You should see the other guy . . .

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Review by Alster posted 07-06-2011 11:14 PM 3353 views 1 time favorited 7 comments Add to Favorites Watch
You should see the other guy . . . No-picture-s No-picture-s Click the pictures to enlarge them

I recently bought a box of these nails to assemble a five-board bench. I drilled small pilot holes just to keep the nails headed in the right direction. Tremont recommends a pilot hole about the diameter of the nail halfway to the tip, but mine was much smaller and did the job just fine.

The nails are a joy to drive, but they are soft—softer than round shank nails you might find at the hardware store. This makes it easy to clinch them, if you want, but also makes it easy to bend them over if you don’t hit the head just right.

Here’s the great thing about these nails: they hold like nobody’s business. How do I know? I hit one wrong and bent it over a bit, so I had to pull it to drive a new one. And I’ve never had a nail (especially one this small) fight so hard to stay in one place.

Word of warning: these nails hold like crazy. But they’re tapered, and when they let go, they let go all at once. How do I know? I was putting serious pressure on my claw hammer to get my nail out, when WHAM the nail lets go and I conk myself in the cheekbone with the heel of my hammer. Split my skin, lots of blood, and a black eye.

Love the nails and the period look of a rectangular head. They’re cheap enough—I got 200 for about ten bucks, and it’ll take me a lot of furniture building to use them up. And the black eye and gash on my cheekbone gives me a decent reason to fib a little to people who ask what happened, “You should see the other guy.”

View Alster's profile


101 posts in 4023 days

7 comments so far

View Wolffarmer's profile


407 posts in 4047 days

#1 posted 07-07-2011 02:34 AM

Thanks for the review. Something I have not thought about using before, would look and work great in many things.


-- That was not wormy wood when I started working on it.

View jumbojack's profile


1691 posts in 3433 days

#2 posted 07-07-2011 03:09 AM

I thought I was the only one that clocks himself in the dork pulling nails. good to know there are others. Thanks for the nail review.

-- Made in America, with American made tools....Shopsmith

View ChuckV's profile


3319 posts in 4336 days

#3 posted 07-07-2011 03:24 AM

You are right. A cut nail holds much stronger than a cylindrical nail. It makes sense when you imagine the way that it is slicing and bending the wood fibers.

We have found jars full of very old nails lying in and around our old house. I have cleaned up some and used them in a few pieces I have built. Since they are all different sizes, it is a challenge to find the right size bit for the pilot hole. My fear is always that after hammering a nail 3/4 of the way in, it will break, bend, or need to be removed because the pilot hole is too small. So far, so good. I have even gone as far as drilling with three different size bits to get the hole to approximate a cone shape.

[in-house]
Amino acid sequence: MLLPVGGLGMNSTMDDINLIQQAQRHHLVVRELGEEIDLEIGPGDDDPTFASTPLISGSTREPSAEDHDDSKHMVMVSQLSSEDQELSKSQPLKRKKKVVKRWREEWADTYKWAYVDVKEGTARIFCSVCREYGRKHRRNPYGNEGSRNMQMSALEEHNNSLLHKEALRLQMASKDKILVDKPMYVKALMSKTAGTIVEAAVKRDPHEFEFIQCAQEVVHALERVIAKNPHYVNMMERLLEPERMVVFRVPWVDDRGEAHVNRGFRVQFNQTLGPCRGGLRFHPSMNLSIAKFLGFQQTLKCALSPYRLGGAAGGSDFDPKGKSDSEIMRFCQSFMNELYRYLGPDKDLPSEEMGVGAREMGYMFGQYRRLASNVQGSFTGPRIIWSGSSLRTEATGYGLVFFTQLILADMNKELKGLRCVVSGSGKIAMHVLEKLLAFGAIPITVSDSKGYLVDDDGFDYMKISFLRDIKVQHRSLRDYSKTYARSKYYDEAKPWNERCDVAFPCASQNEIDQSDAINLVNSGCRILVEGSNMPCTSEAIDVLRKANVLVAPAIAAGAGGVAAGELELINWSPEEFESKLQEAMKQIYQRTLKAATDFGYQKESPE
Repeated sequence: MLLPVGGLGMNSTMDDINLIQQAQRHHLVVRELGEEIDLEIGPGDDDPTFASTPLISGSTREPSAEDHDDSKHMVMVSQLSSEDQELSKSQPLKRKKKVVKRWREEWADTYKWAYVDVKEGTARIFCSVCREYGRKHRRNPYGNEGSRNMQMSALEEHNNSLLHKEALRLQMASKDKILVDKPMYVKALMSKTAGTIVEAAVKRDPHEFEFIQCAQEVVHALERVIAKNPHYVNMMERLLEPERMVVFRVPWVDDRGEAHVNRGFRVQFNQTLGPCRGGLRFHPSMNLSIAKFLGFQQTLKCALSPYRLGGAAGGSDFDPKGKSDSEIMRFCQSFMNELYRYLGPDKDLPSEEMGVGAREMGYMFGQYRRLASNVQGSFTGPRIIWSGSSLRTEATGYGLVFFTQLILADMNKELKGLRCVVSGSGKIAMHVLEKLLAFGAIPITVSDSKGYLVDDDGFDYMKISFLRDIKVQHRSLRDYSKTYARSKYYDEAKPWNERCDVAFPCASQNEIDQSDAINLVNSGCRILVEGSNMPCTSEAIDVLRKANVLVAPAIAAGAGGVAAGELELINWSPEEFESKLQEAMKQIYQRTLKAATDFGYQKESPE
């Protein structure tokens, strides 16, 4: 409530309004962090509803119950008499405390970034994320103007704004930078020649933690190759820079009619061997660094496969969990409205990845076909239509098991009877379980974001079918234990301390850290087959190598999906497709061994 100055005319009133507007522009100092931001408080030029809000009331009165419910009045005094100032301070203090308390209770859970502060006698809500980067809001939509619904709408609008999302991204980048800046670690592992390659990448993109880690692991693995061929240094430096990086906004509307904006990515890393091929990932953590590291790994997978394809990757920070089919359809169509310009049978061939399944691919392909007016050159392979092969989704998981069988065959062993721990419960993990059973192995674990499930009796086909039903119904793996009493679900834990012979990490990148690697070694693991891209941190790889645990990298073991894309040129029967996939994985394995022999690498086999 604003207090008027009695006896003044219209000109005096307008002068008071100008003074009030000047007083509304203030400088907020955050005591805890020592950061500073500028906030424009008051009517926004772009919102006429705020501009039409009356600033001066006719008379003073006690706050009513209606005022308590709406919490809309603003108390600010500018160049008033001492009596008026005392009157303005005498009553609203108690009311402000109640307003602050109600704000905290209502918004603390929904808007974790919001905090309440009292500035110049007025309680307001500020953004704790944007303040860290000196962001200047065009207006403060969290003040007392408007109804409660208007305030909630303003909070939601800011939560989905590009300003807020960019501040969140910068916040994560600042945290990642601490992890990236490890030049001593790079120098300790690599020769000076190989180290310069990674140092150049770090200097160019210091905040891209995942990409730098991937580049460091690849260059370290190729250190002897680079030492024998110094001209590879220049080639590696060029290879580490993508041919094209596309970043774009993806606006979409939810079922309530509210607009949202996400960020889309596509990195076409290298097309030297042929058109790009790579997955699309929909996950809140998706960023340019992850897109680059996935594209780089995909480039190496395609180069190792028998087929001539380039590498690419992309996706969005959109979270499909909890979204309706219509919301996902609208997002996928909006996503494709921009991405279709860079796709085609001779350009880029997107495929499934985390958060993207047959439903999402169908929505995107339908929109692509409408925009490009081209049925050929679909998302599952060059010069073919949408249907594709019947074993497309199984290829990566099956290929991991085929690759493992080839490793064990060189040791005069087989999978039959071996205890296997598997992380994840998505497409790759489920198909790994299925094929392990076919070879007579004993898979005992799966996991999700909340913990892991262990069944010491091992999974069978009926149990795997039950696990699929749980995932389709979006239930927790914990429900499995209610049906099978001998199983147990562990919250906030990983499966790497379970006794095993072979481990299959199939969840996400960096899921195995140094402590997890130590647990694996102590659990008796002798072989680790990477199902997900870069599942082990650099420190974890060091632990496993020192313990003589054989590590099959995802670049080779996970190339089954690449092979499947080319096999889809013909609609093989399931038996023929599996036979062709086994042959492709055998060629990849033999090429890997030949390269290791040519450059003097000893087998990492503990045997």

-- “Big man, pig man, ha ha, charade you are.” ― R. Waters

View hObOmOnk's profile


1381 posts in 4937 days

#4 posted 07-07-2011 02:16 PM

Here’s a good source for square-cut nails made by Tremont: Lee Valley.

-- 温故知新

View docholladay's profile


1287 posts in 3868 days

#5 posted 07-07-2011 02:26 PM

For those of you that may not already know, you can actually get cut nails (perhaps not this small) at most local home centers. They are listed as concrete nails. This type is hardened, but they can easily be tempered to remove the hardness. Simply spread them on a cookie sheet (make sure your wife is away from the house) and basically bake them for about an hour at 350-400 degrees. Then let them slowly cool down. If need be, repeat the process to soften them even more. The advantage of these nails is that they are really cheap.


-- Hey, woodworking ain't brain surgery. Just do something and keep trying till you get it. Doc

View BoxBuilder's profile


130 posts in 3939 days

#6 posted 07-12-2011 07:18 PM

You can get these directly from Tremont. And BTW they sell a nicely done sample card which shows all the different nails they make for about $9.00. I have been using these for many years and agree with the comments about holding power. The finish nails they have are great also, especially for period pieces.

-- Richard, Pennsylvania

View jim C's profile

jim C

1472 posts in 3908 days

#7 posted 07-12-2011 11:32 PM

Thanks for the info.
I often admired antique pieces with cut nails. I never realized how well they held. I always use a pneumatic nail gun when building something but now I’m going to make my next piece using these.
The difference is I always try to hide nails, but cut nails are a thing of beauty that adds to the piece.
On the subject, does anyone know why a nail is labeled “6D” but is called a “6 penny” ?
Just wondering.

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